Tuesday, January 31st, 2023
Tuesday, January 31st, 2023

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Bowfishing opportunities now abound in Minnesota

Steve Biedscheid (l) and bowfishing partner, Paul Ziegler, stalk nighttime rough fish in a specialized bowfishing craft only days after ice-out. (Photo courtesy of Mark Morrison)

By Mark Morrison
Contributing Writer

As I write this, 40-mph wind gusts are turning lakes in my area to a froth, making them unfit for any type of boat-borne sporting voyage. While it’s possible to negotiate rough seas while hook-and-line angling, it’s nearly impossible to bowfish, because that sport requires flat, clear water to ensure success.  

Fortunately for southern Minnesota’s bow-and-arrow anglers, the season is continuous, offering ample opportunities for sports folk to hunt rough fish across myriad waterways. (The early season south of Highway 210 runs through April 29; the statewide regular season runs April 30 through Feb. 26, 2023).

The state’s bowfishing season hasn’t always been this way. In 2005, a group of diehard bowfishers formed the Land Of Lakes Bowfishing Association with the goal of expanding the sport beyond what was then a brief season. Back then, the season began May 1 and continued until the end of February.  

In reality, the season ended earlier, at ice-up. Shooting hours were sunrise to sunset, and no night shooting was allowed on any of our lakes.  

By 2008, the LLBA had secured a three-month night-shooting season, and a year later, running a bill through the state Legislature secured a 365-day a year season (in the south) and unlimited shooting hours.  

Night-shooting soon became immensely popular, with hundreds of bow shooters setting up specialized night-prowling boats with high-power, water-probing flood lights. Because night-shooting means fish less easily spooked – and, usually, more of them – fast action and full fish barrels can be had on many trips. The price of admission is cheap: Just a valid Minnesota fishing license is required. Of course, bowfishing’s fast action can become addictive and lead to hunters securing rigs that rival high-end bass boats in cost. 

While night-shooting can be more productive than day shoots, prospective bowfishers should know that good numbers of fish can be had during day hunts, too. Plus, you can utilize any fishing craft to stalk carp during daytime. 

Regardless of boat choice, day hunters are advised to add a shooting platform at least level with the rig’s gunwales or higher to make spotting fish easier.  

Hunting fish during the spawn (generally two weeks either side of Mother’s Day) can be a blast because fish such as carp and buffalo lose their inherent wariness while rolling in the shallows. This is the time to fill fish barrels and have a great time with hunting pals. The shooting can be fast and furious.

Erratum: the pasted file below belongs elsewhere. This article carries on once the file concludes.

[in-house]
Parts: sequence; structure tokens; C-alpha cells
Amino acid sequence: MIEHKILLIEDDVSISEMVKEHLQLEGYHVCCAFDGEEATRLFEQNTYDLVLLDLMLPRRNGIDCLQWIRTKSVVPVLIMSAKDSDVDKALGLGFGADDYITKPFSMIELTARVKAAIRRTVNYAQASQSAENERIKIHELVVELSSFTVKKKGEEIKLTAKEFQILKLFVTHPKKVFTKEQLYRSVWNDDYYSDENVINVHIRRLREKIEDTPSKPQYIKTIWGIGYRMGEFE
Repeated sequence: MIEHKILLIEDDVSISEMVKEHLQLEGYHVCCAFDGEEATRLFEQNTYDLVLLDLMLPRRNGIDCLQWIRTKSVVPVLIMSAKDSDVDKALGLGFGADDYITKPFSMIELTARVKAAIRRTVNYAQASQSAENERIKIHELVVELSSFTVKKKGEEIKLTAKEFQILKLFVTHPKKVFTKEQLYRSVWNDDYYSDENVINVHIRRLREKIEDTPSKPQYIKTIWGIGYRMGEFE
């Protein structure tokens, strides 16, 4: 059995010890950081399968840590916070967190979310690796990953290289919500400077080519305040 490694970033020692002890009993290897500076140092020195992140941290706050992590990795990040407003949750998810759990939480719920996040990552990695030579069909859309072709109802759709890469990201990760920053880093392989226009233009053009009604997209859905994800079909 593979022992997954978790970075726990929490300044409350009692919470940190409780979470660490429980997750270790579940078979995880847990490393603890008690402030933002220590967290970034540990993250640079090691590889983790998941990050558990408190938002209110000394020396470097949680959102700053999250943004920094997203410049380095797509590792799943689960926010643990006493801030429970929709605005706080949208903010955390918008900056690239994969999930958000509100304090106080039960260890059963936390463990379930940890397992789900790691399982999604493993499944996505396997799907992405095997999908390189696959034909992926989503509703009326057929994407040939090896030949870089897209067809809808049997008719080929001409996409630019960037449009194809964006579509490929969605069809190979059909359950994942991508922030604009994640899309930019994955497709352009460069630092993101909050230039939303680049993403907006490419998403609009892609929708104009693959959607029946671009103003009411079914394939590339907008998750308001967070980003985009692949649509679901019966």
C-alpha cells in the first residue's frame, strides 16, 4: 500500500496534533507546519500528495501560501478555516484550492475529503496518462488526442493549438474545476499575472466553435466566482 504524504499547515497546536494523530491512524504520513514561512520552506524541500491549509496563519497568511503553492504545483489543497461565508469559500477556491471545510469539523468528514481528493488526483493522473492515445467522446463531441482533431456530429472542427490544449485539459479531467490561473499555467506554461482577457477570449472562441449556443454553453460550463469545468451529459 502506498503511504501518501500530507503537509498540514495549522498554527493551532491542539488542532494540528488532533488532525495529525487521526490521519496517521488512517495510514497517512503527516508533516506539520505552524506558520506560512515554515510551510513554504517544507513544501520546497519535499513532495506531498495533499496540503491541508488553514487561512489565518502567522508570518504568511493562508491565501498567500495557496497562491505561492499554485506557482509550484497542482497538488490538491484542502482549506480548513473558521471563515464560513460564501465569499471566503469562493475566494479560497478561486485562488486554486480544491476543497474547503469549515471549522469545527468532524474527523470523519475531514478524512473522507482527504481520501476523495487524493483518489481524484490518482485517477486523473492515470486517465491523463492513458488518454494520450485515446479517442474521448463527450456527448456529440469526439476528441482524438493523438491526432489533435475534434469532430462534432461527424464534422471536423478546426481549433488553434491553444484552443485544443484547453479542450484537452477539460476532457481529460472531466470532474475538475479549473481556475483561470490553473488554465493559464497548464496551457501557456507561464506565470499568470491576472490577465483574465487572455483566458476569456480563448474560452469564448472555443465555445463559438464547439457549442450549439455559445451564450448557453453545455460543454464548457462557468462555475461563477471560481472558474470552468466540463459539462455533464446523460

There’s one caveat: Before venturing out on any fish hunt, bowfishers need to secure a way to properly dispose of their harvested fish. That may mean taking them to a farmer who will utilize them as fertilizer, giving them to a trapper to freeze for future bait, or gifting them to a fish-smoker enthusiast looking to slow-cook a mess of buffalo or carp. Leaving shot fish at boat landings or along roadways is not only unethical; it’s also illegal.  

Also, night shooters who use generators to power lights should be aware that the Minnesota DNR requires these units to be quiet, not emitting more than 65 decibels – a mark many cheap generators can’t meet. Thanks to LED technology, many shooters now use battery banks to run the high lumen lamps on their rigs, ensuring quiet hunts. 

My bowhunting pals, Steve Biedscheid and Paul Ziegler, have accompanied me on dozens of fish hunts. Without a doubt, our favorite times to chase fish are right at ice-out and right before ice-up. It’s not unusual to find us smashing the boat through thinning ice in early spring to gain access to an open bay.  

A few years ago, we launched our rig into a narrow spit of lake water open between shore and remaining ice, then guided the boat around and through ice to reach a large cattail-ringed bay. The night air was cold, but the bay was dead calm and the mud bottom had soaked up enough sun to attract scores of carp, buffaloes, and bowfin. The shooting was fast and panicked and we were in a constant state of “tripling up” – all archers arrowing fish simultaneously, rapidly adding fish to our 75-gallon catch barrel. 

After an hour of non-stop action, our barrel overflowed with fish, and we departed the lake having experienced one of our best night shoots ever.  

Days later, we reconvened at another lake where size rather than numbers was the rule. At the end of that hunt, we counted several behemothic carp over 40 pounds, making the hunt just as memorable as the previous one. 

Thanks to the work of dedicated bowfishers from the LLBA, we no longer need to wait for May 1 to make memories like that. The time for that is right now. 

At least when these gale-force winds finally ebb.

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